Bemidji State hosts Student International Affairs Conference
A two-day conference at Bemidji State University is building students' awareness and knowledge of globalization. The Student International Affairs Conference, which began Friday and continues today, is designed to encourage students in the Minnes...
A two-day conference at Bemidji State University is building students' awareness and knowledge of globalization.
The Student International Affairs Conference, which began Friday and continues today, is designed to encourage students in the Minnesota State Colleges and Universities system to think about the opportunities and challenges created by an increasingly interdependent world.
BSU hosted a similar conference in 2005.
"This year, the topic is globalization," said BSU International Studies Director Robert Ley, one of the conference organizers. "And that seems to be one of those love-it or hate-it things."
He said the conference gives students the opportunity to develop a more thoughtful opinion on global issues and a respect for different opinions.
And while globalization is sometimes seen only as business issue, Ley said the conference focuses on both the business and cultural aspects of globalization.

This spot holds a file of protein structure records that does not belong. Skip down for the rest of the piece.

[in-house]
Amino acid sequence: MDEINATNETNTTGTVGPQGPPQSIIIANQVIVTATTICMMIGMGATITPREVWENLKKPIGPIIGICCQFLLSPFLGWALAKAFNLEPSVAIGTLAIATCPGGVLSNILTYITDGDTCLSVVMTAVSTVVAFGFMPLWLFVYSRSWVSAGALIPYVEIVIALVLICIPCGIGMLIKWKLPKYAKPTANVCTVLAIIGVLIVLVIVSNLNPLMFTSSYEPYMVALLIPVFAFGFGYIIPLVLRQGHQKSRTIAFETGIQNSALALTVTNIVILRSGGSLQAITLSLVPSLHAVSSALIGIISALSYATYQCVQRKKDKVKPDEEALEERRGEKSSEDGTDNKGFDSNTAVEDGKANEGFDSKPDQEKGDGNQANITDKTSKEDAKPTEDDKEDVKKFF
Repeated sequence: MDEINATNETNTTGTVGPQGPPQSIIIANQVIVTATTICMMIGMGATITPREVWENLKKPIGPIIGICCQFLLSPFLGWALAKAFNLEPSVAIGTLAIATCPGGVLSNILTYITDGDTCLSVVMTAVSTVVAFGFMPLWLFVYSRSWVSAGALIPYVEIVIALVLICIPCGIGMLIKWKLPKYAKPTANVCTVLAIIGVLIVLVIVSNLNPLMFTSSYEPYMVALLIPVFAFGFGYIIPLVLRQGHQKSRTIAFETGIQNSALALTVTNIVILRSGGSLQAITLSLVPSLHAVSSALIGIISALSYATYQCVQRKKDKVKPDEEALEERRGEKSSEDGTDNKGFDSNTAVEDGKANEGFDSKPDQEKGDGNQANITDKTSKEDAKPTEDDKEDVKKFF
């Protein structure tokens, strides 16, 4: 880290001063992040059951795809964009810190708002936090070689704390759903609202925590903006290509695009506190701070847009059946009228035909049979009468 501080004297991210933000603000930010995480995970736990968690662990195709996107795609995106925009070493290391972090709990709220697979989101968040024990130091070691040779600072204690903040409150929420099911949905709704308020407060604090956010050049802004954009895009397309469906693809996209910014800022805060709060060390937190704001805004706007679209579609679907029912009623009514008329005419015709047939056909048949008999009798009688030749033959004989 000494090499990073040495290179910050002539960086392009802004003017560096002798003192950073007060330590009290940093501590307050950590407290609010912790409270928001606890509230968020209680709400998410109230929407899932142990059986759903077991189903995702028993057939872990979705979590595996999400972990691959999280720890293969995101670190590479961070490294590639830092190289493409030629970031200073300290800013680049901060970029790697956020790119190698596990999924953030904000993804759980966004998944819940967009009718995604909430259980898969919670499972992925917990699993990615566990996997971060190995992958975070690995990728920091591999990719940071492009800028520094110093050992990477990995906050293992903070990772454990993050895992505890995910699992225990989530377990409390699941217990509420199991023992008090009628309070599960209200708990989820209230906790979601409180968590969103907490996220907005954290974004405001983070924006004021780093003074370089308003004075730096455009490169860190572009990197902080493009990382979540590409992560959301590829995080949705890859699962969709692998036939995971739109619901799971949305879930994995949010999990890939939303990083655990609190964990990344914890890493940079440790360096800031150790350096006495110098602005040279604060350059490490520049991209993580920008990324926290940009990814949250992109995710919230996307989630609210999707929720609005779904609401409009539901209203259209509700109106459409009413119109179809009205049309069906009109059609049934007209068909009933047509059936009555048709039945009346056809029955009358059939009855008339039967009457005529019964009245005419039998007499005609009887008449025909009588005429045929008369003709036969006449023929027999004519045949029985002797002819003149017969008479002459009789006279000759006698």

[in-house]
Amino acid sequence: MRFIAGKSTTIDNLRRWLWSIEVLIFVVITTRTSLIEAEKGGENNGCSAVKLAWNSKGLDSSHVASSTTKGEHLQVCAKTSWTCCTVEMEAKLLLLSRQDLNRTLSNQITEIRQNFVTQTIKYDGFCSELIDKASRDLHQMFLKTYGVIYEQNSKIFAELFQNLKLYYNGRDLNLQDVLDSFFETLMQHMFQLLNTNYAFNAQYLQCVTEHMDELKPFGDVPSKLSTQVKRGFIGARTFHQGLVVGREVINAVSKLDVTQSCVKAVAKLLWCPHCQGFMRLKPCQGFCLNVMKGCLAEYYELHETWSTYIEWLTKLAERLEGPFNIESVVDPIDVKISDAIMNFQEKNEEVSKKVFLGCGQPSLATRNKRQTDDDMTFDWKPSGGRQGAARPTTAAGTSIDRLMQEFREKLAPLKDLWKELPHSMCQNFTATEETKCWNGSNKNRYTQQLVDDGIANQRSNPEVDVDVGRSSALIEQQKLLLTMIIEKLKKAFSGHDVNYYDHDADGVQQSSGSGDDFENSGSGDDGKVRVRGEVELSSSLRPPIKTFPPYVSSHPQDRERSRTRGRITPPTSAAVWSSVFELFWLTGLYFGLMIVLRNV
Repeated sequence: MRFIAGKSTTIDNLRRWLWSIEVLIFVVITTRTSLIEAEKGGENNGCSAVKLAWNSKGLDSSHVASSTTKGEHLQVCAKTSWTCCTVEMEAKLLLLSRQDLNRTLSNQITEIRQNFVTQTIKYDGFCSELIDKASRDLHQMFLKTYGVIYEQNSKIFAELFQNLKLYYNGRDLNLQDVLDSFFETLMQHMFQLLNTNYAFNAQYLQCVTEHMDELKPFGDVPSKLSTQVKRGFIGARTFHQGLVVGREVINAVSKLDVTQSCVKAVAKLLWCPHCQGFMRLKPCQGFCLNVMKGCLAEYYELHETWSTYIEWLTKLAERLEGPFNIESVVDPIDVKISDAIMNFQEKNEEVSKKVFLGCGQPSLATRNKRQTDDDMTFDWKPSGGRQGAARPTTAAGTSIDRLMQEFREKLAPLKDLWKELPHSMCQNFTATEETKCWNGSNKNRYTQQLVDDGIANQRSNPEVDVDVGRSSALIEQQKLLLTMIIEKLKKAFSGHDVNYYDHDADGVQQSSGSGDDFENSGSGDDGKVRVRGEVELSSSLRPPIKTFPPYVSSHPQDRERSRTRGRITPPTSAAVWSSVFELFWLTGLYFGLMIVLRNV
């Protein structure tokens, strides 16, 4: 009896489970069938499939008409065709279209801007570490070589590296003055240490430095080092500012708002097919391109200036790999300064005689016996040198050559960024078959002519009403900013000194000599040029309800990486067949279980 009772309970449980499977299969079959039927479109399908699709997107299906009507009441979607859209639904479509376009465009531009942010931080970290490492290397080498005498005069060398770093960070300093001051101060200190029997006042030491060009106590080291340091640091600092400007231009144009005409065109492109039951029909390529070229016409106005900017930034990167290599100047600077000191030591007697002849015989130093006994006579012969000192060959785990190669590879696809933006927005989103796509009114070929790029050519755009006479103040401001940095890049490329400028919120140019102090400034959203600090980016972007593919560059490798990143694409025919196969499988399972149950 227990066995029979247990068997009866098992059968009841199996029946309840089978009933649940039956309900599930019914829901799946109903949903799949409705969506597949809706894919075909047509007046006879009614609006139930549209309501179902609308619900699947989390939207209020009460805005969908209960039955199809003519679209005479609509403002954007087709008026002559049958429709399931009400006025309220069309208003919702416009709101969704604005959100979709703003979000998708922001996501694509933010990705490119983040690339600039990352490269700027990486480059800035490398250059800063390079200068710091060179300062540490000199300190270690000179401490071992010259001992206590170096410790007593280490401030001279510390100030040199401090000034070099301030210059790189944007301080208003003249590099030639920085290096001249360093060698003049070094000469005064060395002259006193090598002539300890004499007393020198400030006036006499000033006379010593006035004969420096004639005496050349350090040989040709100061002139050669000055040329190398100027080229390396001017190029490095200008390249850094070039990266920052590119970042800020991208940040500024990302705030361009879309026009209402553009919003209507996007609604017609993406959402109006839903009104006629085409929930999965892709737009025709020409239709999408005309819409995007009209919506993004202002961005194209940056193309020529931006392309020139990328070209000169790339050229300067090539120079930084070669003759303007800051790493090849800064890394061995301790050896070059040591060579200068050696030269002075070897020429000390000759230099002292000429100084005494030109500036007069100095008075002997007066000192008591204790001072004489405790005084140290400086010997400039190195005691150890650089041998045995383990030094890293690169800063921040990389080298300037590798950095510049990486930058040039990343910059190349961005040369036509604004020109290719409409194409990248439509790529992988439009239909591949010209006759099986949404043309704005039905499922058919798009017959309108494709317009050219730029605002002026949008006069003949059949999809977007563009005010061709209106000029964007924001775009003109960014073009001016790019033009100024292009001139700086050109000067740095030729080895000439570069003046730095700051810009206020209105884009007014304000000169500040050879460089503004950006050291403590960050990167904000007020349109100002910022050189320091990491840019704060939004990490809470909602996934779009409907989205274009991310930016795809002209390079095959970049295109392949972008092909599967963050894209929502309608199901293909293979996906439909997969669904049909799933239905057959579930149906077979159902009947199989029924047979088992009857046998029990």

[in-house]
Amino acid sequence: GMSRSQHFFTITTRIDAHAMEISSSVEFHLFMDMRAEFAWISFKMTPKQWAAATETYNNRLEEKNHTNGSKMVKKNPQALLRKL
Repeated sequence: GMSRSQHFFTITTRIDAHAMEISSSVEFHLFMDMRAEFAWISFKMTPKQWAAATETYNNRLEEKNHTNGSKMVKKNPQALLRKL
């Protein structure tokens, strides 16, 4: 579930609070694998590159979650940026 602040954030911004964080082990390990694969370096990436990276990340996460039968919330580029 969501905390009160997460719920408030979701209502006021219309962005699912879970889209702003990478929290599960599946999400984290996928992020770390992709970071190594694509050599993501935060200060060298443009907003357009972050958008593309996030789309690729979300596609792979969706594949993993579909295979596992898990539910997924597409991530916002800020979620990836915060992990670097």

Due to the snowy weather, students from across the state who planned to attend primarily did not make Friday's session. However, some groups might try to make the Saturday session, Ley said.
Featured speakers include a mix of higher education faculty from throughout Minnesota and around the world in a variety of disciplines.
Today's keynote speaker, Yalcin Karatepe, vice dean of the Faculty of Political Sciences at Ankara University in Turkey, will address the topic of international finance.
Meanwhile, Friday's keynote speaker, Khong-Lim Chooi Peng, associate professor at Nanyang Technological University in Singapore, spoke about intercultural communication and the globalization process.
"Diversity, often times, has been the source of misunderstanding," Khong-Lim said.
Those who interact with people from other cultures should not only seek linguistic fluency, but cultural fluency, she said.
"Mastering a language is one thing," Khong-Lim said. "And that's already difficult enough."
But, she said, communication is also vocal and non-verbal in ways such as tone of voice, emphasis, body language, eye contact and use of space and time.
Global immersion programs including BSU's Study Abroad programs, provide key opportunities to master cultural fluency, she said. "That is a very important beginning, but it's only just a beginning."
Through BSU, student Lindsay Papa has traveled to South Africa, Malaysia and Thailand. During a break, the BSU senior said she hopes to do more traveling to explore other cultures.
"I'm very much interested in just anything international," she said.
She signed up for the conference to learn from the international faculty how other countries deal with globalization.
"I'm such an advocate for international relations," said another student, BSU junior Andy Warfield, who grew up in Japan.
He said the biggest step people can take is to tear down the walls of closed mindedness.
"I think it's something that we should really be committed to because this world is actually becoming smaller," he said.